American experts describe HCV as silent killer, propose new treatment guide

by muslimmedia

By Muizat Hameed


The co-chairs of the recently updated HCV Guidance prepared by American Association for the Study of Liver Diseases (AASLD) in collaboration with Infectious Diseases Society of America (IDSA), Drs. Marc G. Ghany, Kristen M. Marks, Timothy R. Morgan, and David L. Wyles, have described chronic hepatitis C (HCV) as a silent killer.

They said, “HCV has been called the silent killer, because of its ability to damage the liver while causing few or no symptoms. Identifying patients who don’t know they are infected is key to stopping the spread of the disease. Our panel has always recommended screening high- risk populations, but several studies now demonstrate that routine, one time HCV testing among all adults in the US would likely identify a substantial number of HCV cases that are currently being missed and that doing so would be cost effective. This is why we now recommend universal screening of the adults.”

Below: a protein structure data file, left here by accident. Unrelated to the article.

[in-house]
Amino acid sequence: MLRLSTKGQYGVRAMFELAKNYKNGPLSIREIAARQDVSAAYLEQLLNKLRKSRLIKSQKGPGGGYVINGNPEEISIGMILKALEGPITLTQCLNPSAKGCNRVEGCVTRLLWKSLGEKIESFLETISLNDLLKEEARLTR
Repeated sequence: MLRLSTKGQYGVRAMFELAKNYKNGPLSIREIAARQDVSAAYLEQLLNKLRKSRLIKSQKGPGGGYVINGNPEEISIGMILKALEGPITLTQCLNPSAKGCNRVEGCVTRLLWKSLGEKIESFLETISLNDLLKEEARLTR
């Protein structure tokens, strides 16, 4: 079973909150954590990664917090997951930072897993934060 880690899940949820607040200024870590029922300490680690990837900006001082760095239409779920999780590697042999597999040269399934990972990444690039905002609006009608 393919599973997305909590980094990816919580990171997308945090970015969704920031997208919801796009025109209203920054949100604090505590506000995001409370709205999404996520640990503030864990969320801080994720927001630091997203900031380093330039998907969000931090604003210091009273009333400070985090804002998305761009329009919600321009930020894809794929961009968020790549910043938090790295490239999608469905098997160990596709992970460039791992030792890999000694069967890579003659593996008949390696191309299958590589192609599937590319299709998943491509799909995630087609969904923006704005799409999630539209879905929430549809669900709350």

According to the doctors, the updated guidance includes an important recommendation that all adults be screened.

They therefore recommended primary care providers should provide a simplified treatment algorithm for HCV-free patients without cirrhosis or with compensated cirrhosis. In addition, the suggested that new treatment be given to children between the ages of 3 and 11 ears.

The doctors further recommended in the new guide that patients with acute HCV be treated without a waiting period, and also suggested that health workers should update all treatments sections, including removal of less efficacious , complex , alternative regimens, and regimens no longer available in the US.

They believe that once new HCV cases are identified with safe and effective treatments, at least 95% of the infected patients across the globe can be cured within the next decade.

“We believe that the improved testing and treatment strategies described in the GUIDANCE will bring us closer to achieving the World Health Organization’s goal of eliminating HCV infection as a public health threat BY 2030.”, they added.


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